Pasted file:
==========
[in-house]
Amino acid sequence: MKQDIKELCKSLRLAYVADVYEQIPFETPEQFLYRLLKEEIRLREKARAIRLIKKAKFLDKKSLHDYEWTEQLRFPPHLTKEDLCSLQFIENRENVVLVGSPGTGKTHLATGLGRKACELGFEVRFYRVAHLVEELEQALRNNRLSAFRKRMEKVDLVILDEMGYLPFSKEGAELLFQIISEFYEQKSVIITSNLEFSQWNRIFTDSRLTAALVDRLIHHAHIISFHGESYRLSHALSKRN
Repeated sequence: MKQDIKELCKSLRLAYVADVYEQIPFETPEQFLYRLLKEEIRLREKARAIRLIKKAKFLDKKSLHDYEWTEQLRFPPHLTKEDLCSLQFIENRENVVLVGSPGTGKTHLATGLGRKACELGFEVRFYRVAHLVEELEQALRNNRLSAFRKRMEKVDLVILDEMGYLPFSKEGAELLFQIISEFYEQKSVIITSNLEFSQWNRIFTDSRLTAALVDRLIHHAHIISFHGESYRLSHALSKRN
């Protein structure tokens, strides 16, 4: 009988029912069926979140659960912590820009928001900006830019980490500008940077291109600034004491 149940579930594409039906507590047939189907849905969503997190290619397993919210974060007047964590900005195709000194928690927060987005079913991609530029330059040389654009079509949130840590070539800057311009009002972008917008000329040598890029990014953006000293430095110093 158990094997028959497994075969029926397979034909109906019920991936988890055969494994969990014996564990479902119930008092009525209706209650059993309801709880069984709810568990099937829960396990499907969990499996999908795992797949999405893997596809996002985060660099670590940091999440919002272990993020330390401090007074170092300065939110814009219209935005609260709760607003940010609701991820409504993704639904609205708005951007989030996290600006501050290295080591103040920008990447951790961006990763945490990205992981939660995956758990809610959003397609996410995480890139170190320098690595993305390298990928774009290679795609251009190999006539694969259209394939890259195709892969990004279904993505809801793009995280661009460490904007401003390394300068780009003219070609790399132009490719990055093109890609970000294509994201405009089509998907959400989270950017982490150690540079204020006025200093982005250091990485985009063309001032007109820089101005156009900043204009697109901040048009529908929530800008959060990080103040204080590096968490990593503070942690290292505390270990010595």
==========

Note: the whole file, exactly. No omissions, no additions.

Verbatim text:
[in-house]
Amino acid sequence: MKQDIKELCKSLRLAYVADVYEQIPFETPEQFLYRLLKEEIRLREKARAIRLIKKAKFLDKKSLHDYEWTEQLRFPPHLTKEDLCSLQFIENRENVVLVGSPGTGKTHLATGLGRKACELGFEVRFYRVAHLVEELEQALRNNRLSAFRKRMEKVDLVILDEMGYLPFSKEGAELLFQIISEFYEQKSVIITSNLEFSQWNRIFTDSRLTAALVDRLIHHAHIISFHGESYRLSHALSKRN
Repeated sequence: MKQDIKELCKSLRLAYVADVYEQIPFETPEQFLYRLLKEEIRLREKARAIRLIKKAKFLDKKSLHDYEWTEQLRFPPHLTKEDLCSLQFIENRENVVLVGSPGTGKTHLATGLGRKACELGFEVRFYRVAHLVEELEQALRNNRLSAFRKRMEKVDLVILDEMGYLPFSKEGAELLFQIISEFYEQKSVIITSNLEFSQWNRIFTDSRLTAALVDRLIHHAHIISFHGESYRLSHALSKRN
């Protein structure tokens, strides 16, 4: 009988029912069926979140659960912590820009928001900006830019980490500008940077291109600034004491 149940579930594409039906507590047939189907849905969503997190290619397993919210974060007047964590900005195709000194928690927060987005079913991609530029330059040389654009079509949130840590070539800057311009009002972008917008000329040598890029990014953006000293430095110093 158990094997028959497994075969029926397979034909109906019920991936988890055969494994969990014996564990479902119930008092009525209706209650059993309801709880069984709810568990099937829960396990499907969990499996999908795992797949999405893997596809996002985060660099670590940091999440919002272990993020330390401090007074170092300065939110814009219209935005609260709760607003940010609701991820409504993704639904609205708005951007989030996290600006501050290295080591103040920008990447951790961006990763945490990205992981939660995956758990809610959003397609996410995480890139170190320098690595993305390298990928774009290679795609251009190999006539694969259209394939890259195709892969990004279904993505809801793009995280661009460490904007401003390394300068780009003219070609790399132009490719990055093109890609970000294509994201405009089509998907959400989270950017982490150690540079204020006025200093982005250091990485985009063309001032007109820089101005156009900043204009697109901040048009529908929530800008959060990080103040204080590096968490990593503070942690290292505390270990010595």